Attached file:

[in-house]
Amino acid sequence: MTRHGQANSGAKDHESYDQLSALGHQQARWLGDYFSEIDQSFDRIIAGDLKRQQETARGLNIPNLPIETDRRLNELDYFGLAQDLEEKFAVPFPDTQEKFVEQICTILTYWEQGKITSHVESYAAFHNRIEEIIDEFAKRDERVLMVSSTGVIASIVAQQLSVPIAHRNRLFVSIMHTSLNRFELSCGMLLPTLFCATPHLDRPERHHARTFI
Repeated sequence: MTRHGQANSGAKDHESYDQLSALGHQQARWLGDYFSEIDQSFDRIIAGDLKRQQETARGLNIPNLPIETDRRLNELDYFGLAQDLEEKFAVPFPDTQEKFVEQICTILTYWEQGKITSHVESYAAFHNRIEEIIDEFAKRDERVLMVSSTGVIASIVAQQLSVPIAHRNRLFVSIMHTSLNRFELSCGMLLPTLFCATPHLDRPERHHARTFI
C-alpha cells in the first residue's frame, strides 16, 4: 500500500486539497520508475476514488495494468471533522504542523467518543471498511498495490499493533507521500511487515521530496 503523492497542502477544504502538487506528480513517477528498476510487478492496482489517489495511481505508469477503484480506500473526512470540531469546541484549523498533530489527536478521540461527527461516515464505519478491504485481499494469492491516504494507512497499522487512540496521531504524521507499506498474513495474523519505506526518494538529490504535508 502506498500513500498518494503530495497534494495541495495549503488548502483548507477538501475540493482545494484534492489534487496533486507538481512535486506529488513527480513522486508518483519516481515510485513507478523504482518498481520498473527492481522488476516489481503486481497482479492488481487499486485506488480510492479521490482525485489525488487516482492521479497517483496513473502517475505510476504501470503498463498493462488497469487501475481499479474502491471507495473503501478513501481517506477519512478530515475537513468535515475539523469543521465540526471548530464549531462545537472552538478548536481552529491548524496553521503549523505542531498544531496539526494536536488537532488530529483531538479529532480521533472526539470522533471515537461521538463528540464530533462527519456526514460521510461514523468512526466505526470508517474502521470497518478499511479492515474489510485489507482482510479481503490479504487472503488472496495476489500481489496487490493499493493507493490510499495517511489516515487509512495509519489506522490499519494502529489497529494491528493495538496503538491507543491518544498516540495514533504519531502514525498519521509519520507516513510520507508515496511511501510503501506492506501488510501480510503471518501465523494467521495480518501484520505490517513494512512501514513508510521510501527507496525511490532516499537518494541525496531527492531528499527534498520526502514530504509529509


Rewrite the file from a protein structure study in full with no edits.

[in-house]
Amino acid sequence: MTRHGQANSGAKDHESYDQLSALGHQQARWLGDYFSEIDQSFDRIIAGDLKRQQETARGLNIPNLPIETDRRLNELDYFGLAQDLEEKFAVPFPDTQEKFVEQICTILTYWEQGKITSHVESYAAFHNRIEEIIDEFAKRDERVLMVSSTGVIASIVAQQLSVPIAHRNRLFVSIMHTSLNRFELSCGMLLPTLFCATPHLDRPERHHARTFI
Repeated sequence: MTRHGQANSGAKDHESYDQLSALGHQQARWLGDYFSEIDQSFDRIIAGDLKRQQETARGLNIPNLPIETDRRLNELDYFGLAQDLEEKFAVPFPDTQEKFVEQICTILTYWEQGKITSHVESYAAFHNRIEEIIDEFAKRDERVLMVSSTGVIASIVAQQLSVPIAHRNRLFVSIMHTSLNRFELSCGMLLPTLFCATPHLDRPERHHARTFI
C-alpha cells in the first residue's frame, strides 16, 4: 500500500486539497520508475476514488495494468471533522504542523467518543471498511498495490499493533507521500511487515521530496 503523492497542502477544504502538487506528480513517477528498476510487478492496482489517489495511481505508469477503484480506500473526512470540531469546541484549523498533530489527536478521540461527527461516515464505519478491504485481499494469492491516504494507512497499522487512540496521531504524521507499506498474513495474523519505506526518494538529490504535508 502506498500513500498518494503530495497534494495541495495549503488548502483548507477538501475540493482545494484534492489534487496533486507538481512535486506529488513527480513522486508518483519516481515510485513507478523504482518498481520498473527492481522488476516489481503486481497482479492488481487499486485506488480510492479521490482525485489525488487516482492521479497517483496513473502517475505510476504501470503498463498493462488497469487501475481499479474502491471507495473503501478513501481517506477519512478530515475537513468535515475539523469543521465540526471548530464549531462545537472552538478548536481552529491548524496553521503549523505542531498544531496539526494536536488537532488530529483531538479529532480521533472526539470522533471515537461521538463528540464530533462527519456526514460521510461514523468512526466505526470508517474502521470497518478499511479492515474489510485489507482482510479481503490479504487472503488472496495476489500481489496487490493499493493507493490510499495517511489516515487509512495509519489506522490499519494502529489497529494491528493495538496503538491507543491518544498516540495514533504519531502514525498519521509519520507516513510520507508515496511511501510503501506492506501488510501480510503471518501465523494467521495480518501484520505490517513494512512501514513508510521510501527507496525511490532516499537518494541525496531527492531528499527534498520526502514530504509529509